Elkeson determined to rev China's World Cup engine
China Daily

Elkeson immediately set his sights on World Cup qualification after officially beginning his new life as a Team China international.


Elkeson of Guangzhou Evergrande celebrates after scoring a goal during the AFC Champions League 2014. (Photo: IC)

The Brazil-born Guangzhou Evergrande forward is poised to become the second naturalized player - but the first without Chinese ancestry - to don the red shirt of the national team after being named to coach Marcello Lippi's squad for a Sept 10 World Cup qualifier in the Maldives.

Confirming the news on Thursday, Elkeson, who will go by the Chinese name Ai Kesen, wrote on social media: "Today I want to tell the world that I've started a new journey and now I'm Chinese.

"I'm still not satisfied with what I've achieved in China. I want to pay back all the love and support that the Chinese fans have given to me over the past seven years.

"I've lived a happy life in China and China is my home. I was faced with the challenging possibility (of becoming a Chinese player), and I accept the challenge right away.

"I know this is the next step that I must take. Becoming a Chinese player allows me to contribute and help Team China to qualify for the next World Cup."

Elkeson joins another foreign-born player, Li Ke (aka Nico Yennaris), on Lippi's 35-man squad for the Group A opener against the Maldives.

Li, born in London to a Chinese mother, became the first naturalized player to be capped by China in a 2-0 friendly victory over the Philippines in June.

"Honored to receive my second call-up to Team China," midfielder Li wrote on Weibo on Wednesday. "I can't wait to meet up with the staff and my teammates for the qualifying games."

John Hou Saeter, a Norwegian with a Chinese mother, was naturalized around the same time as Beijing Guo'an teammate Li, changing his name to Hou Yongyong.

However, unlike the Guo'an duo, Elkeson has no Chinese heritage and instead qualifies to play under FIFA's five-year residency rule.

There was mixed reaction to the Elkeson news online, with some fans concerned about the effect the call-up might have on developing homegrown players; others were simply glad China has acquired extra help up front for Espanyol striker Wu Lei.

Elkeson's Weibo post attracted over 45,000 likes till Thursday afternoon while topics related to the news were viewed over 26 millions times.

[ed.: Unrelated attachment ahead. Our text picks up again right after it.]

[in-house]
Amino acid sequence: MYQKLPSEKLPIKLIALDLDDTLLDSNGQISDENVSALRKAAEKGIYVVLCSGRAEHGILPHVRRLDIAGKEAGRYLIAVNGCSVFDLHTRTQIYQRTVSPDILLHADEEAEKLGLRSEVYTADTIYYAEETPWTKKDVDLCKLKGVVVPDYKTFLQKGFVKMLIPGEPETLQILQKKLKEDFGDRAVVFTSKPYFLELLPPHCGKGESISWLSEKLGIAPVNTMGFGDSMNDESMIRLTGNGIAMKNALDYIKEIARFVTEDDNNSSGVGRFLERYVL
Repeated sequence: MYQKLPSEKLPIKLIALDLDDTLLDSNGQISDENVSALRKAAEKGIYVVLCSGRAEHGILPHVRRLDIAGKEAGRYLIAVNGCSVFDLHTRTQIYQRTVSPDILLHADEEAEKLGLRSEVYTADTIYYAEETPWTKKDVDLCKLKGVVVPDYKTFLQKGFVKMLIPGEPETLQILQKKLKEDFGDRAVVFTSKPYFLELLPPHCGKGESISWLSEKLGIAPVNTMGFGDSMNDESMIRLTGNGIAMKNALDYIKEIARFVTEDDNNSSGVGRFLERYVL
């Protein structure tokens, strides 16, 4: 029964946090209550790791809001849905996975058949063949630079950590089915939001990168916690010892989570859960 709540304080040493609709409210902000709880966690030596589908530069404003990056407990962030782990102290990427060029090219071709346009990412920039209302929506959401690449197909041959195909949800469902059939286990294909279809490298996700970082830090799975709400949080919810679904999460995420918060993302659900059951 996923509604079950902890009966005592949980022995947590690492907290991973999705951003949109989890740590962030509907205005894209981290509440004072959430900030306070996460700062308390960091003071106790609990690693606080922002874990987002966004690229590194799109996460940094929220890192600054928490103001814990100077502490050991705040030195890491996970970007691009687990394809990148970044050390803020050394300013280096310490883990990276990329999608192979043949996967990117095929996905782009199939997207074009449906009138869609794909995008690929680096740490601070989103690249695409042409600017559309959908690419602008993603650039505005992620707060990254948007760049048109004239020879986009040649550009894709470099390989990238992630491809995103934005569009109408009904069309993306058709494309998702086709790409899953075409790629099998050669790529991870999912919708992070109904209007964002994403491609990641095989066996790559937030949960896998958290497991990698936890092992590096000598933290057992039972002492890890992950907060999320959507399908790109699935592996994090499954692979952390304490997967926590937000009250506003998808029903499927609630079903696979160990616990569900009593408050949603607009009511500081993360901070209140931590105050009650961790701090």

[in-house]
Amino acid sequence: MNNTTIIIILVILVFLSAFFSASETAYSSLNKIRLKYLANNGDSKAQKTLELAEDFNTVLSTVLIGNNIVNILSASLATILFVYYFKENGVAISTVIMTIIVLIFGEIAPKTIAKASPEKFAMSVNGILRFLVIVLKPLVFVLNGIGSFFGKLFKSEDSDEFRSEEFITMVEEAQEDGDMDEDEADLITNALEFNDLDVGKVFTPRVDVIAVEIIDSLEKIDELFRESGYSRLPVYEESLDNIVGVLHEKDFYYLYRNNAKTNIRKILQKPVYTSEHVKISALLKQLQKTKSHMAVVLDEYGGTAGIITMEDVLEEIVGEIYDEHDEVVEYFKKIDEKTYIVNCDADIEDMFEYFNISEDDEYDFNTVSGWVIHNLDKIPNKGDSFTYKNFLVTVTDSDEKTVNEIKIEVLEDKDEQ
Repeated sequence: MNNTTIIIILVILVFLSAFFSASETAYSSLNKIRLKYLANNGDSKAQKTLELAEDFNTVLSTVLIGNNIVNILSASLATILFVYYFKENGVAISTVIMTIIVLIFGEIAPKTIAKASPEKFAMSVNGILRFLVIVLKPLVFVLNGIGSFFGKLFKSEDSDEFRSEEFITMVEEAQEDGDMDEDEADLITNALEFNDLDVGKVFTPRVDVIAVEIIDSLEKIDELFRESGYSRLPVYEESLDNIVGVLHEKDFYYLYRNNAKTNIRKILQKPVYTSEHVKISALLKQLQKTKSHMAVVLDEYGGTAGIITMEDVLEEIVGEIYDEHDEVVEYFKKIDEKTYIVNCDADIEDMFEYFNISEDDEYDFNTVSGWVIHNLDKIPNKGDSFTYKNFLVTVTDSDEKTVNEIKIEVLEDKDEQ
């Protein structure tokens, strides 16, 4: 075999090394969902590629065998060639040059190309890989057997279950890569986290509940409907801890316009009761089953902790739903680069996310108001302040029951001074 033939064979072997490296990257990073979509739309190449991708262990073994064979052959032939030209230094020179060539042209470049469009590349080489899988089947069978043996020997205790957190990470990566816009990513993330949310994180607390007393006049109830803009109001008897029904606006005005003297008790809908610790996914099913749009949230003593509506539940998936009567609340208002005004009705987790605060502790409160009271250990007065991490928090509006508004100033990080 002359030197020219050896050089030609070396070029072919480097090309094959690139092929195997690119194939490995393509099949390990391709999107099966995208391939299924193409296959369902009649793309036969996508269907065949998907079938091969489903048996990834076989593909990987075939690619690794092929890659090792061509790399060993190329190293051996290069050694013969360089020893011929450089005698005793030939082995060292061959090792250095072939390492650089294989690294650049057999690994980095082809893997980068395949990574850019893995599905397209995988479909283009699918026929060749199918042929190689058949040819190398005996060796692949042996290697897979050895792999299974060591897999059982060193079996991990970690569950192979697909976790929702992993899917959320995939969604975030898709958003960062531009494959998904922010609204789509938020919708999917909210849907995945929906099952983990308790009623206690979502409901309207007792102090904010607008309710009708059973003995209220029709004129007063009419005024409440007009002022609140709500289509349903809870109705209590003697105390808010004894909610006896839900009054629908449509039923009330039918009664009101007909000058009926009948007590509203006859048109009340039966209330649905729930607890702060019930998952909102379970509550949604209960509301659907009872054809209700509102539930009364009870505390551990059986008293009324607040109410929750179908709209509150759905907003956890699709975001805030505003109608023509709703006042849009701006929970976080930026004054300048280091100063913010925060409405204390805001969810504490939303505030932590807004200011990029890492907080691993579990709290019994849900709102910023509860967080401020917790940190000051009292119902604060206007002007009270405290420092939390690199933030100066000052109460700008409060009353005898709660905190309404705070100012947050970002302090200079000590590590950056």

Brazilian Anderson Talisca, Elkeson's Evergrande teammate, was one of many to send his best wishes.

"I hope he can score goals for the national team just like at our club," said Talisca. "I hope he can help Team China achieve great results. I wish him the best of luck."

Elkeson, who has scored more than 100 goals in the Chinese Super League, arrived at Evergrande from Brazilian side Botafogo for 5.7 million euros ($6.4 million) in 2012.

He proved an instant hit, bagging 24 goals to finish as top scorer in the 2013 CSL season and going on to help the southern club win the Asian Champions League twice.

Evergrande cashed in on Elkeson with a 18.5 million euro switch to Shanghai SIPG in 2016, with the forward helping his new team to its first CSL title last season.

Last month, Elkeson returned to Evergrande.

"This country has been trying hard to develop soccer and many people in the world still know so little about what it's like here. China only entered the World Cup once," Elkeson wrote on Weibo.

"Personally speaking, it was a gamble in my career, but Guangzhou Evergrande's blueprint made me believe that I can create my own history here.

"In such a short time, we have won many trophies. But I want a new challenge. I want to see how far I can push my limit."

China's only World Cup appearance was in 2002, when Japan and South Korea were co-hosts. The team lost all three of its group games while failing to score a goal.

Massive investment in soccer in recent years has so far failed to improve the national team's fortunes, with Lippi's current crop ranked 71st in the world.